Sarah Palin’s nomination as vice president has sparked debate in conservative religious circles about whether a mother with young children ought to work outside the home.

Voddie Baucham, a Baptist pastor and author from Spring, Texas, said Tuesday on CNN that he believes evangelical support for Palin is so strong because many put practical concerns like keeping Barack Obama out of the White House ahead of their theology.

“It has sparked a discussion, and quite frankly feminism has gained a foothold in many evangelical churches,” said Baucham, preaching pastor at Grace Family Baptist Church in Spring, Texas.

Baucham, who has written a series of blogs criticizing evangelical leaders for jumping on the McCain bandwagon simply because of his pick of a running mate, said Bible passages like Titus 2:5 are clear that “a woman is to be the keeper of her home.”

Asked how that translates with the modern two-income families, Baucham said: “My job is not to translate into working-class families. My job is to be honest with the text.”

“Palin’s responsibility as a wife and mother is governed by Scripture, not by whether we feel it’s progressive in our culture,” Baucham said. “I will not violate the teaching of the text in order to somehow sound more appropriate for the culture. I am a herald of the truth of the gospel, and my job is to teach the gospel according to what the authors have said, not according to what I think the culture wants to hear.”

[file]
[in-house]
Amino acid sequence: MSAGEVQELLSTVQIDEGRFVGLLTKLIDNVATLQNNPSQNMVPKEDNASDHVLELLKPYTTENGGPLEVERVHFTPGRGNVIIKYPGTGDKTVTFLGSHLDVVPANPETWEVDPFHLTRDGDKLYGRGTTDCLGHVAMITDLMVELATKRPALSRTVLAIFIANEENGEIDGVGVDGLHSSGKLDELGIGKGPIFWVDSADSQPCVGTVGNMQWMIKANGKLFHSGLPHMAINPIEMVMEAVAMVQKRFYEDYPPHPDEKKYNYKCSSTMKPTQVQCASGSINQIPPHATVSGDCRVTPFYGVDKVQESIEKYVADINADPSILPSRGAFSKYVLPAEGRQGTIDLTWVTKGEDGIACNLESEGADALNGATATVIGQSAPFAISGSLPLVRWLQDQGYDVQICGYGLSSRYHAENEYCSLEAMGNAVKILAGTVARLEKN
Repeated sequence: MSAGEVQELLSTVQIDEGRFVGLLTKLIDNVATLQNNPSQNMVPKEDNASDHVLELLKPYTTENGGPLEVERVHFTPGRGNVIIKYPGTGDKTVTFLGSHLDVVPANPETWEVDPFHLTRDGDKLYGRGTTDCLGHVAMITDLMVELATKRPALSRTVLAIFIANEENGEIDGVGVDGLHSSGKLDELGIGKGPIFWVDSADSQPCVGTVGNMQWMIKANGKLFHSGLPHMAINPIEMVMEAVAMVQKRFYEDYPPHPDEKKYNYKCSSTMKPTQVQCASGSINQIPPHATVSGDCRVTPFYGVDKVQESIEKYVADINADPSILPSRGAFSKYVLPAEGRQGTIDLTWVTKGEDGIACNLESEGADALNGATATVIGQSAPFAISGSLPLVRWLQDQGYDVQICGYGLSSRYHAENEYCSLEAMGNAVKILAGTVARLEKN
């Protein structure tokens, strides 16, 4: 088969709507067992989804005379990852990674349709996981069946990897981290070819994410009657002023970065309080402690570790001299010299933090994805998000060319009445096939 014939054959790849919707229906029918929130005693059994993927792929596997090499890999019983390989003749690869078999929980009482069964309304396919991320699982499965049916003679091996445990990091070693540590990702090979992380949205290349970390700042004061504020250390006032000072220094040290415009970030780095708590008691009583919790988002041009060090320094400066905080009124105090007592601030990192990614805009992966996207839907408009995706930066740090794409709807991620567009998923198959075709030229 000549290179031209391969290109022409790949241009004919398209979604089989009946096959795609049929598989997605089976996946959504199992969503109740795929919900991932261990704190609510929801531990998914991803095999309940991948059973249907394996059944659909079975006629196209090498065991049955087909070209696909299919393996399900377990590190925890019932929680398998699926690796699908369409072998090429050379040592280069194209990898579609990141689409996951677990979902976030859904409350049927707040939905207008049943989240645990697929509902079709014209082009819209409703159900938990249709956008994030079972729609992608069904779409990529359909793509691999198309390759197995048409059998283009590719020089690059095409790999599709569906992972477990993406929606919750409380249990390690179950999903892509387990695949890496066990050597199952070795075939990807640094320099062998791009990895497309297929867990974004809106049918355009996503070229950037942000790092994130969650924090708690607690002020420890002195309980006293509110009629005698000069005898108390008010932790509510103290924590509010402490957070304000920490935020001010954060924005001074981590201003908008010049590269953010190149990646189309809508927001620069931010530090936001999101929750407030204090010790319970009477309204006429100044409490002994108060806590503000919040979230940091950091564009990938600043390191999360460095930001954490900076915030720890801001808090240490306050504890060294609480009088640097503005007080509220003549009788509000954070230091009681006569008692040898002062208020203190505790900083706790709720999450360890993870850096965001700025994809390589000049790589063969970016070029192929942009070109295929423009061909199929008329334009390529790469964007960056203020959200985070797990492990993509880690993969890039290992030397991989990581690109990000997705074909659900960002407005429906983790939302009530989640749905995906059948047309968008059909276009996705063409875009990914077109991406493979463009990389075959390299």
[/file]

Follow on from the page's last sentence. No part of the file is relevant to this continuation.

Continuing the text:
Two Southern Baptist scholars, meanwhile, suggested that biblical roles for men and women in the church and home might not necessarily transfer to the public square.

In a recent Washington Post blog, Al Mohler, president of Southern Baptist Theological Seminary, said it isn’t hypocritical for evangelicals to believe it is proper for a woman to be vice president but not a pastor.

“Our confession of faith does not speak to the appropriateness of women serving in political office,” Mohler said. “It does speak to the priority of motherhood and responsibilities in the home, but it does not specify any public role that is closed to women. The reason for this is simple–the New Testament does not speak to this question in any direct sense.”

Baptist Press carried an opinion piece by Nathan Finn, assistant professor of church history at Southeastern Baptist Theological Seminary, arguing male and female roles outlined in the Baptist Faith & Message address “spiritual” and not “secular” leadership.

The Council on Biblical Manhood & Womanhood, which is housed on the campus of Southern Seminary in Louisville, Ky., recently published its fourth installment in a series of blogs about whether McCain’s selection of Palin, an evangelical Christian and mother of five, presents a dilemma for “complementarians,” those who hold that God created males and females as equals but for different roles.

“The Bible calls women to specific roles in the church and home, but does not prohibit them from exercising leadership in secular political fields,” argued a Sept. 3 entry. “Even though the Bible reserves final authority in the church for men, this does not apply in the kingdom of this world.”

A search of the site’s archives, however, reveals more definitive statements in the past that a wife’s first priority is her home and family.